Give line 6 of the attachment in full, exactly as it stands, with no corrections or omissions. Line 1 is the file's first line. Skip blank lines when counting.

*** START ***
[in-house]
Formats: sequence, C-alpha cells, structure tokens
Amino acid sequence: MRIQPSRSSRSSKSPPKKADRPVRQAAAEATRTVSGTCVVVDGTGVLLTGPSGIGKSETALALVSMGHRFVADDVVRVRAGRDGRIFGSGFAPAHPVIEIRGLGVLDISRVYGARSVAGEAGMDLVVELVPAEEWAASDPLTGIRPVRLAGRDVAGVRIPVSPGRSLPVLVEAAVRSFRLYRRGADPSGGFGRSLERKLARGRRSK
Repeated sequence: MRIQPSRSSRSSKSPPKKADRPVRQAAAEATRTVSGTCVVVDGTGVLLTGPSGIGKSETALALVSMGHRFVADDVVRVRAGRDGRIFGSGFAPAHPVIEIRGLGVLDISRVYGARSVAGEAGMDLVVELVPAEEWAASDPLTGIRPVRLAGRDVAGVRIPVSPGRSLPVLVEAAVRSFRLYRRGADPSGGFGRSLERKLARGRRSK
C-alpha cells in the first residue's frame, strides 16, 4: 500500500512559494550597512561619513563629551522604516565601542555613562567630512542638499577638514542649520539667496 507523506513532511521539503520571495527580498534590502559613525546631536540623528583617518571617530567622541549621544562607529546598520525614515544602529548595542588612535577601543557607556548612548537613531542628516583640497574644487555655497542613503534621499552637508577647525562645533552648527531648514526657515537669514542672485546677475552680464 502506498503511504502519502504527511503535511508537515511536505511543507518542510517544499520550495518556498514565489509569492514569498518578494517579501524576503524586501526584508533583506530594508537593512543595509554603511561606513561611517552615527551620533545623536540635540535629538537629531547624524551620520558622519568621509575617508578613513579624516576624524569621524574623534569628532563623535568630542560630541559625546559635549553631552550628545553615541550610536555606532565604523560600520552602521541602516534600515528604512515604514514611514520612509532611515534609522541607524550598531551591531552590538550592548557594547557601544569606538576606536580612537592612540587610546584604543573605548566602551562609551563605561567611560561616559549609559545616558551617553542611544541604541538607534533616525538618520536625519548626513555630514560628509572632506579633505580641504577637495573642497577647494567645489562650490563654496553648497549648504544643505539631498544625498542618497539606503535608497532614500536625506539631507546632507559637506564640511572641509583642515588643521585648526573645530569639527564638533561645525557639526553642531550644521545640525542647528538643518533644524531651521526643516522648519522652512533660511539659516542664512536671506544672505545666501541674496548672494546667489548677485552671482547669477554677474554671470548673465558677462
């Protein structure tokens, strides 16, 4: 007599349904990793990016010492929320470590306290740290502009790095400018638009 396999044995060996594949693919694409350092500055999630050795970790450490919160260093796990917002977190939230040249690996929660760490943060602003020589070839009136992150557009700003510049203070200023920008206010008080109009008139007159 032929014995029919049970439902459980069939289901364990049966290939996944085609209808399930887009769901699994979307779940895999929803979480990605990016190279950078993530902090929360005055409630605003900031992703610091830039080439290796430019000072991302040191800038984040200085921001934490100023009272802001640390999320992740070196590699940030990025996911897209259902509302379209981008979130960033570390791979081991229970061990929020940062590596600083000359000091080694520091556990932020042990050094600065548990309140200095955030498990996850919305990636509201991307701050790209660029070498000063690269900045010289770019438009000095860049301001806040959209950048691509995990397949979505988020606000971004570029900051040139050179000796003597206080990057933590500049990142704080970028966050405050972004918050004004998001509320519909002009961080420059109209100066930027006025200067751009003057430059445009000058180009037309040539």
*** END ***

């Protein structure tokens, strides 16, 4: 007599349904990793990016010492929320470590306290740290502009790095400018638009 396999044995060996594949693919694409350092500055999630050795970790450490919160260093796990917002977190939230040249690996929660760490943060602003020589070839009136992150557009700003510049203070200023920008206010008080109009008139007159 032929014995029919049970439902459980069939289901364990049966290939996944085609209808399930887009769901699994979307779940895999929803979480990605990016190279950078993530902090929360005055409630605003900031992703610091830039080439290796430019000072991302040191800038984040200085921001934490100023009272802001640390999320992740070196590699940030990025996911897209259902509302379209981008979130960033570390791979081991229970061990929020940062590596600083000359000091080694520091556990932020042990050094600065548990309140200095955030498990996850919305990636509201991307701050790209660029070498000063690269900045010289770019438009000095860049301001806040959209950048691509995990397949979505988020606000971004570029900051040139050179000796003597206080990057933590500049990142704080970028966050405050972004918050004004998001509320519909002009961080420059109209100066930027006025200067751009003057430059445009000058180009037309040539």